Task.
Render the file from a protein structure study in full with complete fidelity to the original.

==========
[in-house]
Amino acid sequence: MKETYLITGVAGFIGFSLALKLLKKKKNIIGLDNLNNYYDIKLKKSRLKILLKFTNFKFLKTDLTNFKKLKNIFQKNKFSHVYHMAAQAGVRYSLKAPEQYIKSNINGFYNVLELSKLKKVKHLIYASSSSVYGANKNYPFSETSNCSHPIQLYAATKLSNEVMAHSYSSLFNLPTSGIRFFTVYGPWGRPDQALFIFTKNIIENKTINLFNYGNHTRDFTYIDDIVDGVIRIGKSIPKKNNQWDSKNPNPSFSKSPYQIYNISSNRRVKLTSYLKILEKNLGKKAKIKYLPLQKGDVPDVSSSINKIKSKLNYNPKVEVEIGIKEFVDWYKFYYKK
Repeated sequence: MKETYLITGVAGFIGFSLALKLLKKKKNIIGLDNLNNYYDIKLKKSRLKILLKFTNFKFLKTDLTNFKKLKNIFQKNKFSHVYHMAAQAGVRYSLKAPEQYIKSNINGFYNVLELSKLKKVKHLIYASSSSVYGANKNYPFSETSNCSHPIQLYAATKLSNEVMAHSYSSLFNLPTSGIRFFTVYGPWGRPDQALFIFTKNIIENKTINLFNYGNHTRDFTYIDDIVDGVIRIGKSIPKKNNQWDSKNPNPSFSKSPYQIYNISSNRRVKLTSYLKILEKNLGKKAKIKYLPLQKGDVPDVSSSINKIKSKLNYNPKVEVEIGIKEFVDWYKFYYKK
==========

[in-house]
Amino acid sequence: MKETYLITGVAGFIGFSLALKLLKKKKNIIGLDNLNNYYDIKLKKSRLKILLKFTNFKFLKTDLTNFKKLKNIFQKNKFSHVYHMAAQAGVRYSLKAPEQYIKSNINGFYNVLELSKLKKVKHLIYASSSSVYGANKNYPFSETSNCSHPIQLYAATKLSNEVMAHSYSSLFNLPTSGIRFFTVYGPWGRPDQALFIFTKNIIENKTINLFNYGNHTRDFTYIDDIVDGVIRIGKSIPKKNNQWDSKNPNPSFSKSPYQIYNISSNRRVKLTSYLKILEKNLGKKAKIKYLPLQKGDVPDVSSSINKIKSKLNYNPKVEVEIGIKEFVDWYKFYYKK
Repeated sequence: MKETYLITGVAGFIGFSLALKLLKKKKNIIGLDNLNNYYDIKLKKSRLKILLKFTNFKFLKTDLTNFKKLKNIFQKNKFSHVYHMAAQAGVRYSLKAPEQYIKSNINGFYNVLELSKLKKVKHLIYASSSSVYGANKNYPFSETSNCSHPIQLYAATKLSNEVMAHSYSSLFNLPTSGIRFFTVYGPWGRPDQALFIFTKNIIENKTINLFNYGNHTRDFTYIDDIVDGVIRIGKSIPKKNNQWDSKNPNPSFSKSPYQIYNISSNRRVKLTSYLKILEKNLGKKAKIKYLPLQKGDVPDVSSSINKIKSKLNYNPKVEVEIGIKEFVDWYKFYYKK